Whether you think a tax on millionaires is a good idea may depend on how many millionaires you know. “I don't have too many folks down there (where I live, southern Illinois) making $1 million,” said State Rep. John Bradley (D-Marion), chairman of the House Revenue and Finance Committee. “We're talking about employment and putting people to work. We've got to educate our kids. I've got my 13-year-old son here today, and he's worth as much as a kid in the rest of the state.”
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The proposal, fronted by House Speaker Mike Madigan (D-Chicago), would add a three percent surcharge to all of one's income after the first million. The money would be distributed to Illinois school districts at a rate of approximately $550 per student. The proposed constitutional amendment passed the committee on a party-line vote, but another one – setting up a graduated tax but now lacking a rate structure on paper – did not. Some Democrats voting against it believed it simply needed more work, while another would rather see Illinois stay with a flat tax with fewer exemptions – and have the federal government follow.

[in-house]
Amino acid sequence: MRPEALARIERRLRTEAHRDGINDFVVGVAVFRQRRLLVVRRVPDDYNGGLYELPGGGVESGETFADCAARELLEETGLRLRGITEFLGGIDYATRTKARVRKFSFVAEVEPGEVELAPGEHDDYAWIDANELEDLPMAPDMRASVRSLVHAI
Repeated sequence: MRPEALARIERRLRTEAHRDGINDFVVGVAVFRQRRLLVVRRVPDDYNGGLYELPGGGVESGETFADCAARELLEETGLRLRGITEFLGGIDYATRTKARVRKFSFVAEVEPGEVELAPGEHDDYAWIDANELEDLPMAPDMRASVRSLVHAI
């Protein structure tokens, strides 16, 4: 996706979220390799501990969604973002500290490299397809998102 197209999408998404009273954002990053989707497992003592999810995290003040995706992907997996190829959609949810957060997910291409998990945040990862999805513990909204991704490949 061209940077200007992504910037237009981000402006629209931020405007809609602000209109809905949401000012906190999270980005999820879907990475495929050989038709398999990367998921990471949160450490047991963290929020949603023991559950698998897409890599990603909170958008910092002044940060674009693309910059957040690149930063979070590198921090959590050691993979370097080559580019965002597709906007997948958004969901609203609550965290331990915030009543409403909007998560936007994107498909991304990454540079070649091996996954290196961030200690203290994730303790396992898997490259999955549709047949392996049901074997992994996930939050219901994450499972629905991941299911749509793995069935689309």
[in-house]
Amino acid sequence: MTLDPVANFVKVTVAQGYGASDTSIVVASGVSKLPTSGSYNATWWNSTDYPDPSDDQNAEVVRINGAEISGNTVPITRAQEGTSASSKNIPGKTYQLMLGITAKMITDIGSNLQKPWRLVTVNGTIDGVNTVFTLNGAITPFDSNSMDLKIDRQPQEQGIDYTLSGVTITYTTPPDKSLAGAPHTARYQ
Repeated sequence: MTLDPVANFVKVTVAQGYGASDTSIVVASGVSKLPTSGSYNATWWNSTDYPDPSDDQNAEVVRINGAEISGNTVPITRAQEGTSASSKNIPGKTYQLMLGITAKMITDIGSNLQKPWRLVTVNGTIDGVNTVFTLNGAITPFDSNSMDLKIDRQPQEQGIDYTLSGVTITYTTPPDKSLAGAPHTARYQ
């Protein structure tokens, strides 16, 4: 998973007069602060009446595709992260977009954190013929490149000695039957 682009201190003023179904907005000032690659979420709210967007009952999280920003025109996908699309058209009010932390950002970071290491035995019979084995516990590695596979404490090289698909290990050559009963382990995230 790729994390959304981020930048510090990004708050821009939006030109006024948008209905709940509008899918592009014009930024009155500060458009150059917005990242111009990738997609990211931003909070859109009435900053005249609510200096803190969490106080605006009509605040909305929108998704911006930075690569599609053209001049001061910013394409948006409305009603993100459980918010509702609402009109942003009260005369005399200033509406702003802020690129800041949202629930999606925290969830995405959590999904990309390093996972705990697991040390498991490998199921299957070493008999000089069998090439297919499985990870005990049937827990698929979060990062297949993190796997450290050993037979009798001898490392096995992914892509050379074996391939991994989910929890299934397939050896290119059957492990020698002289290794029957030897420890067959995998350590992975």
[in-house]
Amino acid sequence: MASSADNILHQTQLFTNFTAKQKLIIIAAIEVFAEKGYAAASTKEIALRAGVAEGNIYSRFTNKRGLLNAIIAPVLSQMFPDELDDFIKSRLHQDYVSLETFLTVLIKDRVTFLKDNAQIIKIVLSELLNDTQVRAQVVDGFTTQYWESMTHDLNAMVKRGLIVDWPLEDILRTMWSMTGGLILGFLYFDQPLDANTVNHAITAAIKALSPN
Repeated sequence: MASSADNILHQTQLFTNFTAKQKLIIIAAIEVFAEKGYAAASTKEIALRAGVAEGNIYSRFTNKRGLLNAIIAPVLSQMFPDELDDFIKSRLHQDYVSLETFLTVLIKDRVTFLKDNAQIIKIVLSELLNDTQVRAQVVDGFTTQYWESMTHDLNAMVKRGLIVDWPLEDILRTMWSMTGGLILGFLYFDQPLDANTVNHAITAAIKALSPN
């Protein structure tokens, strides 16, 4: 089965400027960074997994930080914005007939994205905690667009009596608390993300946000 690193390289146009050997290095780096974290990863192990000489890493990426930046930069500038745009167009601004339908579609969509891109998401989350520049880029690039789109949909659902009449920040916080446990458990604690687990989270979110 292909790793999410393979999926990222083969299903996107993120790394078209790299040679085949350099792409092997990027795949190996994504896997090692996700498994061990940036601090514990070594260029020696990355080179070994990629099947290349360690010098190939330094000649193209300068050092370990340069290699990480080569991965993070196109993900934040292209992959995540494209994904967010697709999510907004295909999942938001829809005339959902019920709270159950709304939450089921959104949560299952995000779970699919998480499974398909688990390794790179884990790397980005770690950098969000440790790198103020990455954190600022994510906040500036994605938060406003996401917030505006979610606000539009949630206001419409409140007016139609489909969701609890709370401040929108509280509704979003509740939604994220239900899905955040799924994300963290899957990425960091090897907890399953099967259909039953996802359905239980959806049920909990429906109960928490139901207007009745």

A progressive tax amendment is alive in the Senate. As representatives voted down the proposal in committee, hundreds of demonstrators were steps away, chanting for a graduated tax.
HJRCA 33 (progressive tax) failed to pass the House Revenue and Finance Committee.
HJRCA 51 (millionaires tax) has passed the House Revenue and Finance Committee.